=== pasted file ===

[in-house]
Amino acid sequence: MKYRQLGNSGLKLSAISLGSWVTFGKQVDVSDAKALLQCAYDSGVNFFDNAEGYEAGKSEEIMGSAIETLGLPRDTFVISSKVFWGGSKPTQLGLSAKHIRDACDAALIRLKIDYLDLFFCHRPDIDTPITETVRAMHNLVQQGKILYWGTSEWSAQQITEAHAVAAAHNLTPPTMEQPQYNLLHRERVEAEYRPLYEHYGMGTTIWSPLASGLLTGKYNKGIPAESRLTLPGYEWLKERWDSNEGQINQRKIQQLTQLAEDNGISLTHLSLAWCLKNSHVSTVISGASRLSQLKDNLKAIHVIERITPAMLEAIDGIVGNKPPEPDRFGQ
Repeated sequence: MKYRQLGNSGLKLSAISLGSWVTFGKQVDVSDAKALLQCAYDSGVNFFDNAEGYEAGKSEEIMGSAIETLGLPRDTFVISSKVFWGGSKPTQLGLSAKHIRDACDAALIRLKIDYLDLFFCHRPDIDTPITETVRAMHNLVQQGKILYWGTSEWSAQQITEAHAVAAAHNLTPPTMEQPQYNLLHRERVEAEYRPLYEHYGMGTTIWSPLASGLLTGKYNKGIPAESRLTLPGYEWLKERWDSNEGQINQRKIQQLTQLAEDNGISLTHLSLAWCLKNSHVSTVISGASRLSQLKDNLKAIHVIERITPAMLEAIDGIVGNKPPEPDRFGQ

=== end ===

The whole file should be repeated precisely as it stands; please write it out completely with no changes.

[in-house]
Amino acid sequence: MKYRQLGNSGLKLSAISLGSWVTFGKQVDVSDAKALLQCAYDSGVNFFDNAEGYEAGKSEEIMGSAIETLGLPRDTFVISSKVFWGGSKPTQLGLSAKHIRDACDAALIRLKIDYLDLFFCHRPDIDTPITETVRAMHNLVQQGKILYWGTSEWSAQQITEAHAVAAAHNLTPPTMEQPQYNLLHRERVEAEYRPLYEHYGMGTTIWSPLASGLLTGKYNKGIPAESRLTLPGYEWLKERWDSNEGQINQRKIQQLTQLAEDNGISLTHLSLAWCLKNSHVSTVISGASRLSQLKDNLKAIHVIERITPAMLEAIDGIVGNKPPEPDRFGQ
Repeated sequence: MKYRQLGNSGLKLSAISLGSWVTFGKQVDVSDAKALLQCAYDSGVNFFDNAEGYEAGKSEEIMGSAIETLGLPRDTFVISSKVFWGGSKPTQLGLSAKHIRDACDAALIRLKIDYLDLFFCHRPDIDTPITETVRAMHNLVQQGKILYWGTSEWSAQQITEAHAVAAAHNLTPPTMEQPQYNLLHRERVEAEYRPLYEHYGMGTTIWSPLASGLLTGKYNKGIPAESRLTLPGYEWLKERWDSNEGQINQRKIQQLTQLAEDNGISLTHLSLAWCLKNSHVSTVISGASRLSQLKDNLKAIHVIERITPAMLEAIDGIVGNKPPEPDRFGQ